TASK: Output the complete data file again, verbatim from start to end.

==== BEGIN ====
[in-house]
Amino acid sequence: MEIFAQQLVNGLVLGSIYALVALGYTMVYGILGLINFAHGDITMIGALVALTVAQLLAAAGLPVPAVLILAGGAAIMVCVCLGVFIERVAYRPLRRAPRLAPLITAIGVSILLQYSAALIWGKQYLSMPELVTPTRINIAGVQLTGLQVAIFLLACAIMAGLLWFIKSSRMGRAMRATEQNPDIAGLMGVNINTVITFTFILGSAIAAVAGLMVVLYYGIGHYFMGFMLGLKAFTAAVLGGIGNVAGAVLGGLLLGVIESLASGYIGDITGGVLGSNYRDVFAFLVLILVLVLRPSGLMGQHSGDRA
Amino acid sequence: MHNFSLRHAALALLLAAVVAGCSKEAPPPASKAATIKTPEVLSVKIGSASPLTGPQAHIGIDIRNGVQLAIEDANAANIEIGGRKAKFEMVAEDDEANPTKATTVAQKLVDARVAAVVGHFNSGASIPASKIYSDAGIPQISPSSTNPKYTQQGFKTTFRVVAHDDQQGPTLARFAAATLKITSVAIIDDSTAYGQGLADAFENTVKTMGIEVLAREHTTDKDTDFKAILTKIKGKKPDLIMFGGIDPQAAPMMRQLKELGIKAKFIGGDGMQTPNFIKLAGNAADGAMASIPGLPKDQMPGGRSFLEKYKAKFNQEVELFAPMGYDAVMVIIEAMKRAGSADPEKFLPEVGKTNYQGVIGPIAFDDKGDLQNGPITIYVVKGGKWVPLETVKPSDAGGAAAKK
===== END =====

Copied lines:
[in-house]
Amino acid sequence: MEIFAQQLVNGLVLGSIYALVALGYTMVYGILGLINFAHGDITMIGALVALTVAQLLAAAGLPVPAVLILAGGAAIMVCVCLGVFIERVAYRPLRRAPRLAPLITAIGVSILLQYSAALIWGKQYLSMPELVTPTRINIAGVQLTGLQVAIFLLACAIMAGLLWFIKSSRMGRAMRATEQNPDIAGLMGVNINTVITFTFILGSAIAAVAGLMVVLYYGIGHYFMGFMLGLKAFTAAVLGGIGNVAGAVLGGLLLGVIESLASGYIGDITGGVLGSNYRDVFAFLVLILVLVLRPSGLMGQHSGDRA
Amino acid sequence: MHNFSLRHAALALLLAAVVAGCSKEAPPPASKAATIKTPEVLSVKIGSASPLTGPQAHIGIDIRNGVQLAIEDANAANIEIGGRKAKFEMVAEDDEANPTKATTVAQKLVDARVAAVVGHFNSGASIPASKIYSDAGIPQISPSSTNPKYTQQGFKTTFRVVAHDDQQGPTLARFAAATLKITSVAIIDDSTAYGQGLADAFENTVKTMGIEVLAREHTTDKDTDFKAILTKIKGKKPDLIMFGGIDPQAAPMMRQLKELGIKAKFIGGDGMQTPNFIKLAGNAADGAMASIPGLPKDQMPGGRSFLEKYKAKFNQEVELFAPMGYDAVMVIIEAMKRAGSADPEKFLPEVGKTNYQGVIGPIAFDDKGDLQNGPITIYVVKGGKWVPLETVKPSDAGGAAAKK